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Old March 15, 2002, 09:33 PM   #26
Dan C. Johnson
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I've tried them all and considering the variety of different calibers you will be loading recommend the RCBS Progressive 2000. Easier changeover and less accessories to buy for different calibers. The APS priming is great also.

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Old March 16, 2002, 02:57 AM   #27
uglymofo
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Dunno what you've decided, but if you go Hornady LNL AP, it may be cheapest here ($289; unclear if a shellplate is included, though it seems standard with other vendors):

http://www.wideners.com/shopping/cart.asp?Action=Details&item=H095100

supposedly Widener's includes S&H in the price.

Please do me a favor, and post the email replies to your query about what accesories are required from Dillon and Hornady. I'm thinking of setting up another press. I have a Dillon 450 (circa 1981[?]) set up now for .308; want another press for pistol reloading. I have all the shellplates and locator buttons I need for the Dillon calibers. I need the toolheads, powder dies, and powder measures. It's holding me back. I don't much care to go the route Redneck described. Grinds my teeth to be gouged by a company like that. Been looking hard at the LNL right up to the point when I read Dan's (last) post...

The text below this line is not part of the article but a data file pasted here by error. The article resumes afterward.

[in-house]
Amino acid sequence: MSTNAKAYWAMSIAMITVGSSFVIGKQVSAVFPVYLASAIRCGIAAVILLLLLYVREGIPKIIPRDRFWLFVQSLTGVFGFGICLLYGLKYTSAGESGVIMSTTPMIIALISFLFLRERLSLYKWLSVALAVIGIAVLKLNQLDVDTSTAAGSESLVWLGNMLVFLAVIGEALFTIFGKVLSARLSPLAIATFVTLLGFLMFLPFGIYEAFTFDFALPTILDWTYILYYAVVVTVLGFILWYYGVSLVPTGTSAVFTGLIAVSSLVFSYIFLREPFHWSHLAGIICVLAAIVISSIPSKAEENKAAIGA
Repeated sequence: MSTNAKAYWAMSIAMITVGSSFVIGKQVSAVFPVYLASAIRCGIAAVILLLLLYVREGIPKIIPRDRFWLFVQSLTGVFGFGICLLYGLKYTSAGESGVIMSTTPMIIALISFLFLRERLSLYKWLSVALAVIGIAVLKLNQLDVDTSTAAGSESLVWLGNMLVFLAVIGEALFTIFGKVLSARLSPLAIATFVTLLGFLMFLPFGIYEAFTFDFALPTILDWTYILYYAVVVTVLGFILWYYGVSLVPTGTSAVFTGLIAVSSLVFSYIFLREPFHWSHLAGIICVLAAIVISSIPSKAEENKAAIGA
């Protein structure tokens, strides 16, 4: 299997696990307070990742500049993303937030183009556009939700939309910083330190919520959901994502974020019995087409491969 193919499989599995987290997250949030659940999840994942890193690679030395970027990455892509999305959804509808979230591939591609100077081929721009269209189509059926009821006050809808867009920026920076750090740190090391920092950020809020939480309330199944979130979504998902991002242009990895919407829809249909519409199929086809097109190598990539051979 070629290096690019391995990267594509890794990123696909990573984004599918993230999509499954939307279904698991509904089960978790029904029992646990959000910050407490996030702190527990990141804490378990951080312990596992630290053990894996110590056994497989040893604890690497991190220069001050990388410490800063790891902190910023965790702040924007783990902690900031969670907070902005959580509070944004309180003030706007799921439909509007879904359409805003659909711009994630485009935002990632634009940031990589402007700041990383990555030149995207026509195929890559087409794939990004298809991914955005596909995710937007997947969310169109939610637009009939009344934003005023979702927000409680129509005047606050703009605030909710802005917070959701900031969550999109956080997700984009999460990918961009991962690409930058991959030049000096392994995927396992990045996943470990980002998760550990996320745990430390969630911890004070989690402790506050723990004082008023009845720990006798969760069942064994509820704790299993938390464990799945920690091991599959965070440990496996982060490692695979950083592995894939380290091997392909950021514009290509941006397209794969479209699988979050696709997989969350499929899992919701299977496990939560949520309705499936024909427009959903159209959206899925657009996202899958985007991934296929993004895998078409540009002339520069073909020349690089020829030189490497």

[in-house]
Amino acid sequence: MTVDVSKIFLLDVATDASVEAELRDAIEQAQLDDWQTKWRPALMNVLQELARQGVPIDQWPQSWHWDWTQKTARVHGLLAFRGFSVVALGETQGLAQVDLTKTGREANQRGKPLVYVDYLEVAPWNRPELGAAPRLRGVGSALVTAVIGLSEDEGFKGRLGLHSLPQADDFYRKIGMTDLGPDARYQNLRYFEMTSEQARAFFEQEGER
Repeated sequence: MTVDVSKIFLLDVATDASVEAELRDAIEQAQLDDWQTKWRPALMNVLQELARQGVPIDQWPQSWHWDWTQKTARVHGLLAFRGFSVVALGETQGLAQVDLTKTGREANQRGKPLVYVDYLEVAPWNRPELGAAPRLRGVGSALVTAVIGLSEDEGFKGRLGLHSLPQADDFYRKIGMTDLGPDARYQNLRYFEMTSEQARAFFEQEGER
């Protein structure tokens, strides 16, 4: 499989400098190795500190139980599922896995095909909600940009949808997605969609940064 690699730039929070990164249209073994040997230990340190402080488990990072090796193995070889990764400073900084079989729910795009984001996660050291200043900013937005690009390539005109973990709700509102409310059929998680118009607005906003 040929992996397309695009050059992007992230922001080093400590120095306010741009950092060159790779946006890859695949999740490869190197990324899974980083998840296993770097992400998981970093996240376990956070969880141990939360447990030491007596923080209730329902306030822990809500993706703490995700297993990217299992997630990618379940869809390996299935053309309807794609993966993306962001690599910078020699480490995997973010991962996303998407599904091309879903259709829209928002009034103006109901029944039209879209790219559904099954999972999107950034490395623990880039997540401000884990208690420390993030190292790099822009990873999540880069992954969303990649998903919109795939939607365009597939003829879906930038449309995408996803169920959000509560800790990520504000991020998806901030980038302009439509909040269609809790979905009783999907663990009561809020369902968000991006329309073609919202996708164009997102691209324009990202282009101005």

Dan,

Which do you like the best? I get the impression your post was addressed to reloading 5 calibers. Which press do you like best? and do you have trouble with consistent powder drops for rifle capacities (4895, 4350, 4064) with that Uniflow? It doesn't have the best reputation, especially up against that Hornady.

Thanks very much.

Last edited by uglymofo; March 16, 2002 at 03:18 AM.
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Old March 16, 2002, 11:08 AM   #28
Frank Iacono
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square deal